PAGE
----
If you follow me on Instagram, you’ll know that I finally got my hands on the HOKA ONE ONE Carbon X yesterday morning (June 29th). The event I received them at (and signed up for) was the “Exploration RUN Workshop with HOKA ONE ONE”, run by HOKA ONE ONE Singapore and Run Singapore.
This was my first time attending such an event, so I wasn’t quite sure what to expect beyond turning up to pick up my shoes. There I was, at 6:30am, at Punggol Waterway Point for the first time, looking for a sea of blue, which I ended up finding pretty easily as there were a number of keen runners already jogging around in their brand new Carbon X’s.
After registering my name, I was given my shoes in the size I had pre-ordered (US 10.5, if anyone is interested) and hastily put on my socks and the Carbon X’s.
I intend to write a full review sometime in the future, but my first impressions were good. Based on some reviews that I had read online, I was deathly afraid that the Carbon X’s would run small, but they ended up fitting nicely – while wearing my Kalenji thin socks from Decathlon, they might even have been a little big. Thankfully, the lacing system was able to overcome this and I was able to get a good lockdown on my foot, all while maintaining a lot of space in the toe box.
Taking my first few steps, I was already acutely aware of the carbon fibre influence in the shoe – what’s slightly different about the carbon fibre plate in the Carbon X (as compared to other shoes with carbon fibre plates) is that it is shaped like a two-pronged fork, the shorter prong towards the outside of the shoe and the bigger, with the longer prong coming under the big toe. The net effect is that you feel like the shoe is not only rolling you forward (thanks to the meta rocker), but rolling you onto your big toe for the toe off which is supposed to be the best way to run.
Once I got over that, I noticed the cushioning. The Carbon X is the first HOKA I’ve owned, but I was recently trying the Clifton 6 at Running Lab as it was supposed to be closer to the original Clifton 1 that everyone raves about. The Carbon X definitely doesn’t feel as soft as the Clifton 6, however it is still extremely cushioned and still more cushioned by a long way compared to the other shoes in my inventory.
By this time, everyone had their shoes on and the official proceedings were starting. After some brief introductions, we all headed out in three groups: 5:30/km pace, 6:00/km pace, and the last group at 6:30/km or less. Naturally, I stuck to the last group as my weekly average pace is close to 7:00/km and I didn’t want to overdo it before my half marathon next week (July 7th).
The run we went on was around the Punggol Waterway Park, which for me was a first, but I really enjoyed the run as it alternated between pavement and trails. The only unfortunate thing about the first part of the run was that our group actually set out at a 6:00/km pace and much of the group faded away after 3km. I still managed to stick with the pace leaders, but I can’t say that it was super comfortable.
Thankfully the pace eased over the next few kilometres and I was able to find a good rhythm to stick to. Pocari was one of the sponsors for the event and the first drinks stop was a welcome interlude, however the next drinks stop was slightly less welcome – in fact, the group I was running in missed it completely as it was hidden from the running track. Thankfully I run with very little hydration normally, but I was hopefully those behind me didn’t also miss it.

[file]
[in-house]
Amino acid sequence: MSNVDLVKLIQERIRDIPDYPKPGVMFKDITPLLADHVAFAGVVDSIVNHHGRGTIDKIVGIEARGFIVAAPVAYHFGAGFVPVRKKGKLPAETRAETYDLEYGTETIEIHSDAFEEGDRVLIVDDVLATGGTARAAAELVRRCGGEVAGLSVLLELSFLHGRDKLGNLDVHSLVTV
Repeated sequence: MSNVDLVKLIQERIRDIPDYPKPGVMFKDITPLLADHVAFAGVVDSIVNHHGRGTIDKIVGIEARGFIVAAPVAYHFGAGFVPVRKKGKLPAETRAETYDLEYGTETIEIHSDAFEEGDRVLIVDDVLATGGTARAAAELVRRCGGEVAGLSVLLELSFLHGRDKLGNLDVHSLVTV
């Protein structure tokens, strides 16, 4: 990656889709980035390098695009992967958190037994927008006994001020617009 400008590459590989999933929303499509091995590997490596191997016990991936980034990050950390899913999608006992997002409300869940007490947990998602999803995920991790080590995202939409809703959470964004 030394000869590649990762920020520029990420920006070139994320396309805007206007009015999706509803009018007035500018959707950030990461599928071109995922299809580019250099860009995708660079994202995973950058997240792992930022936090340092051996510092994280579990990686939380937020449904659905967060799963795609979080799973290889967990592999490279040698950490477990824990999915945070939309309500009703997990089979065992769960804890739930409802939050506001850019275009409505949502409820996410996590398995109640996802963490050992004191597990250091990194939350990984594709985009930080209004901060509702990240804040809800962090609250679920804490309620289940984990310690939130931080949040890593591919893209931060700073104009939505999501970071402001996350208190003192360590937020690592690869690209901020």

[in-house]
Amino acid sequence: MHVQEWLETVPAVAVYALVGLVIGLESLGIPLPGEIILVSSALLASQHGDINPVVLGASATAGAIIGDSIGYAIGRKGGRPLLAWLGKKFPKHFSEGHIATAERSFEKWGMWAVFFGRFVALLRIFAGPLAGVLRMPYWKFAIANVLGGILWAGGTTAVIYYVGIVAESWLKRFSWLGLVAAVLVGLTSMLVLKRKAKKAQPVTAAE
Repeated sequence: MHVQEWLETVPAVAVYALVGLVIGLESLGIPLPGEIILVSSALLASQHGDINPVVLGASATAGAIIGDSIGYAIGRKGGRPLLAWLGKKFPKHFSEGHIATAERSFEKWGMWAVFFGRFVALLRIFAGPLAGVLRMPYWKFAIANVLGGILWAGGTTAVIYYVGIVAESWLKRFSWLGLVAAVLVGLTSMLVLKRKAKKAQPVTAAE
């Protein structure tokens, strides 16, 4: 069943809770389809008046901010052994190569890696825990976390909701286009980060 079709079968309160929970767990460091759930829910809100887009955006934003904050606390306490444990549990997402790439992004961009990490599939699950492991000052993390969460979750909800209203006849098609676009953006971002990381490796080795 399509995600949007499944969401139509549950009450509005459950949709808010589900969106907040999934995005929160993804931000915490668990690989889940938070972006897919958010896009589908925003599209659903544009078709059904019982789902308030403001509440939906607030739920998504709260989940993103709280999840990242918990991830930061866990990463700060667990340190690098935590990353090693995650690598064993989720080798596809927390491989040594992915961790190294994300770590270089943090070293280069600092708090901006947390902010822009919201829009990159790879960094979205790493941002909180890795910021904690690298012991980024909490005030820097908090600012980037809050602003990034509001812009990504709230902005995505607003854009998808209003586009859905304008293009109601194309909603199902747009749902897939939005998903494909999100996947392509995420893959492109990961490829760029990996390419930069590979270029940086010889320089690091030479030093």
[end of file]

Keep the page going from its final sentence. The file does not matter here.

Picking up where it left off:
So how did the Carbon X’s feel to run in? To be honest, I felt like I’d been running in them for months already – there was no break-in required, the extremely thin upper seemed to be doing it’s job in keeping everything well ventilated, and the cushioning was sublime on a run like this. My only gripe is that they are so very white that I felt myself tiptoeing around puddles as we transitioned to a dirt track that had recently been rained on.
At some point, the pace leaders for my group broke off to get a drink while I kept trudging along and I quickly ended up alone. This worked out for me as I used the time to get used to pacing at 6:30/km – I’m intended to run at this pace for most of next week’s half marathon. At some point (around 13.5km), however, I got a bit lost – the organisers had been quite good at directing runners in the right direction at various intersections, however I presumed that the group I had started out with may have spread out more than they could handle. Rather than get completely lost, I just took a breather and waited for some other runners who knew the route.
At just about 16.7km, I saw the HOKA ONE ONE flags emerge from the walls of the Waterway and made sure to finish strong. Drenched in sweat, the organisers took us through cool down exercises and a brief talk on the shoes themselves. A very rushed session on the importance of arm position and alignment of body parts during running followed, but for the most part it was information that was fairly common sense for experienced runners. Still, it was appreciated, if rushed.
That concluded the “Exploration RUN Workshop with HOKA ONE ONE” event. Overall it was well-organised with only a few hiccups, and I enjoyed myself as well as the shoes. In terms of value, I would very much recommend you jump on any future sessions like these if you know you want the shoes that are being promoted. While you are taking a bit of a risk with the size and fit of the shoes, the dollar value that you get from the end is worth it – this event ran me $249 SGD, which is $50 less than the retail price of the shoes, not even including the cost of the t-shirt, goodies, and info session.
Till next time, happy running!